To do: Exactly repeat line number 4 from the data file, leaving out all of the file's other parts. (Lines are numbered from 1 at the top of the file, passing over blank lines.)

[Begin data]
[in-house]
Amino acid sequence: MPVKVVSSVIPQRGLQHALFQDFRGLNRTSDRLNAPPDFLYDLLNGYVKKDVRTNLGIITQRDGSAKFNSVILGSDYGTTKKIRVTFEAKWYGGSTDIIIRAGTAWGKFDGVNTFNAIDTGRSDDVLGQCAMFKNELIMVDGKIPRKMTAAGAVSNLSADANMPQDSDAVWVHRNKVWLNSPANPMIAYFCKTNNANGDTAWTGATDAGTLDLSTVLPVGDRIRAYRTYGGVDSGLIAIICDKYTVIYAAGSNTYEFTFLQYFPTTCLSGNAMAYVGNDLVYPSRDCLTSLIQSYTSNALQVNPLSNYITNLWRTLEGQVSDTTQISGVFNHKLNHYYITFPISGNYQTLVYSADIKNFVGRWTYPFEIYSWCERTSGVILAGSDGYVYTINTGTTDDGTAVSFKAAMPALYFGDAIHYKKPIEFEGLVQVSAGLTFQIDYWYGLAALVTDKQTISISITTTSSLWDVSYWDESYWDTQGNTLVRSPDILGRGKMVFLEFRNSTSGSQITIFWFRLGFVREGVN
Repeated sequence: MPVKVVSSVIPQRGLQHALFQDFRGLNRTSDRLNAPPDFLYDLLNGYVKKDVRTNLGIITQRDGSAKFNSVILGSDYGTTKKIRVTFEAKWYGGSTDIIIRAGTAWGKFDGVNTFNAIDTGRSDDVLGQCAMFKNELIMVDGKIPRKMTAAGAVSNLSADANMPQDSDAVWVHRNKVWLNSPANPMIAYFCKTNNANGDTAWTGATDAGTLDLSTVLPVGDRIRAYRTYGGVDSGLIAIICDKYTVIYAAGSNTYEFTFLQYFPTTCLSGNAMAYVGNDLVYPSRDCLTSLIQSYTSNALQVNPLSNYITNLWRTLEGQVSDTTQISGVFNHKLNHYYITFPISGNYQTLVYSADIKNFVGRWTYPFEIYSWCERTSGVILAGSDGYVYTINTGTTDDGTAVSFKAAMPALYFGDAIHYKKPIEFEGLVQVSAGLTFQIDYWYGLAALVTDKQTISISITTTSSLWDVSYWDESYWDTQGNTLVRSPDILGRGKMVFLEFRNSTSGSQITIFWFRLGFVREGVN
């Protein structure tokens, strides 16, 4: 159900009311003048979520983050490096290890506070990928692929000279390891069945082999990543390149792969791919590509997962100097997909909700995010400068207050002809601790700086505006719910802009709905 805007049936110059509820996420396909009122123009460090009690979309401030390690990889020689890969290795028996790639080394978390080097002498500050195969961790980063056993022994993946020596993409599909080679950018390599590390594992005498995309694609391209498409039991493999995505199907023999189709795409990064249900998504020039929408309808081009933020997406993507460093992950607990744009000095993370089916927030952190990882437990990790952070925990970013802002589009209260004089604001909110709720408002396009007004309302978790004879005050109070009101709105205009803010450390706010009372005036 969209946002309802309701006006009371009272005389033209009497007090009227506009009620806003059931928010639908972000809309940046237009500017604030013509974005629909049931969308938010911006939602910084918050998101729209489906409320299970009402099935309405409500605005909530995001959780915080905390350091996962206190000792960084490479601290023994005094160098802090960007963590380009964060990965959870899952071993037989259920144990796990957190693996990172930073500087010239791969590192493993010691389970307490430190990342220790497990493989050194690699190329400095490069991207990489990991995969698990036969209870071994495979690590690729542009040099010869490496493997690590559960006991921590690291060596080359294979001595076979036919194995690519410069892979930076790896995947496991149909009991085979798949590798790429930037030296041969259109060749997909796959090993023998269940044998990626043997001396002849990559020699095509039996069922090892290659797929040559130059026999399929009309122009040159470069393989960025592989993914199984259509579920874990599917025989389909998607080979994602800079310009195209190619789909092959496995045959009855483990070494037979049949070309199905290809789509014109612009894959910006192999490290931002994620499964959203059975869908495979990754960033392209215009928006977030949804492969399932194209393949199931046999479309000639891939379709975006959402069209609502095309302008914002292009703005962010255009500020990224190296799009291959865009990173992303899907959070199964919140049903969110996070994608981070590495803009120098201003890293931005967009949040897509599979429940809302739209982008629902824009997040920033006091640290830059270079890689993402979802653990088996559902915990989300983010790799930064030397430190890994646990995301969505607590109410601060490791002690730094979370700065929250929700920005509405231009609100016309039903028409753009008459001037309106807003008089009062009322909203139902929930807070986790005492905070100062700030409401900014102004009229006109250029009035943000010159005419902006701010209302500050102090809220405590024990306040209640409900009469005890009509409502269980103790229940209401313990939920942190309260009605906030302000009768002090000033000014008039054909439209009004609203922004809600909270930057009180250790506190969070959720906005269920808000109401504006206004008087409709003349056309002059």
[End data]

């Protein structure tokens, strides 16, 4: 159900009311003048979520983050490096290890506070990928692929000279390891069945082999990543390149792969791919590509997962100097997909909700995010400068207050002809601790700086505006719910802009709905 805007049936110059509820996420396909009122123009460090009690979309401030390690990889020689890969290795028996790639080394978390080097002498500050195969961790980063056993022994993946020596993409599909080679950018390599590390594992005498995309694609391209498409039991493999995505199907023999189709795409990064249900998504020039929408309808081009933020997406993507460093992950607990744009000095993370089916927030952190990882437990990790952070925990970013802002589009209260004089604001909110709720408002396009007004309302978790004879005050109070009101709105205009803010450390706010009372005036 969209946002309802309701006006009371009272005389033209009497007090009227506009009620806003059931928010639908972000809309940046237009500017604030013509974005629909049931969308938010911006939602910084918050998101729209489906409320299970009402099935309405409500605005909530995001959780915080905390350091996962206190000792960084490479601290023994005094160098802090960007963590380009964060990965959870899952071993037989259920144990796990957190693996990172930073500087010239791969590192493993010691389970307490430190990342220790497990493989050194690699190329400095490069991207990489990991995969698990036969209870071994495979690590690729542009040099010869490496493997690590559960006991921590690291060596080359294979001595076979036919194995690519410069892979930076790896995947496991149909009991085979798949590798790429930037030296041969259109060749997909796959090993023998269940044998990626043997001396002849990559020699095509039996069922090892290659797929040559130059026999399929009309122009040159470069393989960025592989993914199984259509579920874990599917025989389909998607080979994602800079310009195209190619789909092959496995045959009855483990070494037979049949070309199905290809789509014109612009894959910006192999490290931002994620499964959203059975869908495979990754960033392209215009928006977030949804492969399932194209393949199931046999479309000639891939379709975006959402069209609502095309302008914002292009703005962010255009500020990224190296799009291959865009990173992303899907959070199964919140049903969110996070994608981070590495803009120098201003890293931005967009949040897509599979429940809302739209982008629902824009997040920033006091640290830059270079890689993402979802653990088996559902915990989300983010790799930064030397430190890994646990995301969505607590109410601060490791002690730094979370700065929250929700920005509405231009609100016309039903028409753009008459001037309106807003008089009062009322909203139902929930807070986790005492905070100062700030409401900014102004009229006109250029009035943000010159005419902006701010209302500050102090809220405590024990306040209640409900009469005890009509409502269980103790229940209401313990939920942190309260009605906030302000009768002090000033000014008039054909439209009004609203922004809600909270930057009180250790506190969070959720906005269920808000109401504006206004008087409709003349056309002059």